I learnt yesterday that one of my oldest friends had passed away in what can only be described as tragic circumstances. Colin Smith had been my Best Man at my first wedding, and I probably first got to know him at the Durham Wargames Group around the mid-1970's. Colin's passion was naval wargames and we enjoyed many a game using his beautifully scratch built 1/1200 ships. Many of Colin's games and especially his campaigns are etched in my memory. We refought the attack on a fabulous looking Pearl Harbour in 1/1200 scale - on the floor! Next up was a refight of the ENTIRE Pacific campaign in WW2. A map of the Pacific was hand-drawn on the wall of the clubs games room. The amount of planning and detail that went into this campaign and indeed all of them was vast. I think the campaign went on for several years but work took people away and in the pre-Internet/email age it fizzled out. I had been the Dutch, gallantly defending the East Indies, and failing in the best traditions of the Royal Netherlands Navy. A WW2 aerial role play also sticks in my memory. Using that wonderful range of plastic 1/1200 aircraft produced by Helmet Miniatures together with numerous fabulous conversions we all took on an individual persona, joined a squadron and refought all its documented actions, getting promoted, wounded, shot down, posted away, etc. I remember I was a Belgian, starting with the German invasion and surviving through the war, finishing on Tempests with 34 or so kills. Other campaigns followed. World War One, but assuming the Kaiser's 1918 push had worked and the British ejected from France in a 1918 version of the Battle of Britain, World War One and a Half, a naval campaign set in the 1920's, the Great War of 1898 pitting the Royal Navy against the combined 'might' of Imperial Russia and France, and the Great South American War of 1980, with Argentina, Bolivia and Peru against Brazil, Chilli and Paraguay. That was an interesting one as we were still playing it at the time of the 1982 Falklands War. There were more, including a range of massive 6mm ACW games, but too many to list. In terms of wargaming, Colin always did it big, even with 6mm figures and 1/1200 or 1/2400 ships and aircraft. His memory as a friend of 40+ years, our holidays with a dozen or so other friends on the Norfolk Broads, drinking beer in the smokey Colpits Pub, Wednesday night boardgames, cheese and wine, and as a wargamer will live with me forever, and my thoughts are with his wife Linda and their family.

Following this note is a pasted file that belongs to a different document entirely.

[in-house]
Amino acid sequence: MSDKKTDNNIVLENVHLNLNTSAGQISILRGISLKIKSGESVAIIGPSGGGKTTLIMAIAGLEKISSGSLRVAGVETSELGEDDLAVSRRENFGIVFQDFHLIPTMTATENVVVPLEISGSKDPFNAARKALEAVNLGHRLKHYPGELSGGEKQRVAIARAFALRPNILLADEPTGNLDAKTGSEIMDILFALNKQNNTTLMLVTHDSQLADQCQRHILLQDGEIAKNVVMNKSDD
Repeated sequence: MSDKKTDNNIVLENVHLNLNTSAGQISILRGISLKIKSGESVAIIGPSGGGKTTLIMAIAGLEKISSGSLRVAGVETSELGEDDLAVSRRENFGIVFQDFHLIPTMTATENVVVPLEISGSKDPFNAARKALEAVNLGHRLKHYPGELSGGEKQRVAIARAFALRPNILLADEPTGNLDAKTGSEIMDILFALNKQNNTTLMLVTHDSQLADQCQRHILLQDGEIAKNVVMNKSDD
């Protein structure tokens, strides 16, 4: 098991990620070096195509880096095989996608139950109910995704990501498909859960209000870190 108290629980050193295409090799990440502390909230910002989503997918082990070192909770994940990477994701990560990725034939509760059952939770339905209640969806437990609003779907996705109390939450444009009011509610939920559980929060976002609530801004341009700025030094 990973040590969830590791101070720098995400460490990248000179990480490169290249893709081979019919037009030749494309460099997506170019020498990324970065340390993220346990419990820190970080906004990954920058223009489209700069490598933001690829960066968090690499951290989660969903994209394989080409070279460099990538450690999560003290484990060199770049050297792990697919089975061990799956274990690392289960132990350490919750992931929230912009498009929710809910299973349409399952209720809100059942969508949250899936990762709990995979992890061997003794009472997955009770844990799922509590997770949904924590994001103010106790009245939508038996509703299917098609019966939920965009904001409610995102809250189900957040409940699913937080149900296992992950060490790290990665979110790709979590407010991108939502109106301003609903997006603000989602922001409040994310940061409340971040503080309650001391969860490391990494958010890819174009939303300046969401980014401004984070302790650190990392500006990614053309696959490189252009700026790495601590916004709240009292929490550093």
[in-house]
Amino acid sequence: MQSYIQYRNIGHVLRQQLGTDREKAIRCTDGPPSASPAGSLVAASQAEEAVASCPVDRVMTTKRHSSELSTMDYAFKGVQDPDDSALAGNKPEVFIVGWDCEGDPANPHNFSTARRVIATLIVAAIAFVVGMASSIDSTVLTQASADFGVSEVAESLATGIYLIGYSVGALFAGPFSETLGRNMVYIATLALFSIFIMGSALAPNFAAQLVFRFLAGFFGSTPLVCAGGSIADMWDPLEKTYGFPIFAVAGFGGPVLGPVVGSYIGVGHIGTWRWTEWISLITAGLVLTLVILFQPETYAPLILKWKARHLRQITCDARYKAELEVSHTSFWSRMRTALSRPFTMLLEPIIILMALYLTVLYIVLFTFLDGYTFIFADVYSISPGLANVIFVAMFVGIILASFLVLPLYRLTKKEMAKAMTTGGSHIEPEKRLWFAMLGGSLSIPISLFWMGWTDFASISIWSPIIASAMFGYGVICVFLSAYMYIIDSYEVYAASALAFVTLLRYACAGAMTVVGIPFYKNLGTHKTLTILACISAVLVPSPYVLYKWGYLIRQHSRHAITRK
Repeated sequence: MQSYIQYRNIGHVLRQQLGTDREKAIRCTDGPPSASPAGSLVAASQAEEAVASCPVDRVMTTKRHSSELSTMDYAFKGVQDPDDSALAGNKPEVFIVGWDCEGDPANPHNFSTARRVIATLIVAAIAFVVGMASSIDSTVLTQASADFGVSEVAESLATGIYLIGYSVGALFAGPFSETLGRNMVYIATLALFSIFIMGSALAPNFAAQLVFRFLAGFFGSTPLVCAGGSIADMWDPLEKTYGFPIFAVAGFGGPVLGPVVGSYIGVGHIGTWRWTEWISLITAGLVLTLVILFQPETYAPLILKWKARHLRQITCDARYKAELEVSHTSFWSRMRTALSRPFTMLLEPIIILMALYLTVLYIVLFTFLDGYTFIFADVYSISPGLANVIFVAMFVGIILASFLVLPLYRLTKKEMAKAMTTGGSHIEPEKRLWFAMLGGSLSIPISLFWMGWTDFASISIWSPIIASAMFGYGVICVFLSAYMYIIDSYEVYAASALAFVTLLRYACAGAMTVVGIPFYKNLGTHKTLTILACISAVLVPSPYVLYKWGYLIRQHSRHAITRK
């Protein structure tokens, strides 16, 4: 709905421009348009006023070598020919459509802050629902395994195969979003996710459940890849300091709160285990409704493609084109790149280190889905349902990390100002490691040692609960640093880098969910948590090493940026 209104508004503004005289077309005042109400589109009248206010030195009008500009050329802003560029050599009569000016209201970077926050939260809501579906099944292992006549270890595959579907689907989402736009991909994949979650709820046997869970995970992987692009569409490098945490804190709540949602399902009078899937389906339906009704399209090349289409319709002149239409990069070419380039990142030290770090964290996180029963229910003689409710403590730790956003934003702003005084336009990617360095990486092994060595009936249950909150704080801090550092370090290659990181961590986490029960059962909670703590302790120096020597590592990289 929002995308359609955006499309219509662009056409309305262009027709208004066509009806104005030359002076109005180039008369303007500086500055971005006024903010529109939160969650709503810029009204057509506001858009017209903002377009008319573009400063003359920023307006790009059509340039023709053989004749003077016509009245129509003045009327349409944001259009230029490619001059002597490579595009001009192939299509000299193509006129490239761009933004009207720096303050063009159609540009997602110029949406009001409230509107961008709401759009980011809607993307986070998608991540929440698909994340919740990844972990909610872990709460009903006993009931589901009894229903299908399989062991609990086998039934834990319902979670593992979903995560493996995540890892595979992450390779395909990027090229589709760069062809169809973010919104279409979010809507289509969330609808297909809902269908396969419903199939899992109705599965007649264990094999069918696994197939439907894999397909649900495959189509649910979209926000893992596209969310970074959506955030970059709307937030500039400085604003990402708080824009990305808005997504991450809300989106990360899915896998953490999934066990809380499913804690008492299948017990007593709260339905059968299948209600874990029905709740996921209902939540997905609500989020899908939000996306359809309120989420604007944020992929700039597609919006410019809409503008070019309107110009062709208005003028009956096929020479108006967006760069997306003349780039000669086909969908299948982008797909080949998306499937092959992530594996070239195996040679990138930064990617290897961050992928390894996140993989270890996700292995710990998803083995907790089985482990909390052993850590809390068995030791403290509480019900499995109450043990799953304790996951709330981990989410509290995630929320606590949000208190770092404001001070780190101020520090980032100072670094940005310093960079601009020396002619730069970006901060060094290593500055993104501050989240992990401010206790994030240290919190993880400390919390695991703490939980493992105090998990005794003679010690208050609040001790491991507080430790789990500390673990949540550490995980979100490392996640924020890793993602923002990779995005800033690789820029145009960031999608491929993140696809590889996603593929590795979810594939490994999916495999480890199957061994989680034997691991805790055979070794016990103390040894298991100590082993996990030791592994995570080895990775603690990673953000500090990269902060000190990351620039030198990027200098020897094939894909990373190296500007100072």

Saturday 20 February 2016